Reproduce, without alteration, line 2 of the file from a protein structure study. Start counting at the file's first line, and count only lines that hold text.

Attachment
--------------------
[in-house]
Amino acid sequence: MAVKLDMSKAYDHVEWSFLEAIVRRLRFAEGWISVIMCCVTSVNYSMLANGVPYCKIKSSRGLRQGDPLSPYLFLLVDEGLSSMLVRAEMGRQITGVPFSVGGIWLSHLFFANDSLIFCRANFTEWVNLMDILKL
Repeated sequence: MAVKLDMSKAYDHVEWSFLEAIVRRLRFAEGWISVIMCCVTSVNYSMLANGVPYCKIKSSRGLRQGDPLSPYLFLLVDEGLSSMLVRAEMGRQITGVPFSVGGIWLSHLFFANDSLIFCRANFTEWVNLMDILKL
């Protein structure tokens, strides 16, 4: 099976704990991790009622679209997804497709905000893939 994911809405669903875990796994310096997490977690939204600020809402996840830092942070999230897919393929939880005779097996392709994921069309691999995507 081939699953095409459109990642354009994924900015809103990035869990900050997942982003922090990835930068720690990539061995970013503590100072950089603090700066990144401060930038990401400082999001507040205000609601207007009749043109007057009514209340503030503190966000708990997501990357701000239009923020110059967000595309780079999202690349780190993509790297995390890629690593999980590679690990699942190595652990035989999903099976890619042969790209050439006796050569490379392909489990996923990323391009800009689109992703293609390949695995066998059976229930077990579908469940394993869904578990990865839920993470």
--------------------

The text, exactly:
Amino acid sequence: MAVKLDMSKAYDHVEWSFLEAIVRRLRFAEGWISVIMCCVTSVNYSMLANGVPYCKIKSSRGLRQGDPLSPYLFLLVDEGLSSMLVRAEMGRQITGVPFSVGGIWLSHLFFANDSLIFCRANFTEWVNLMDILKL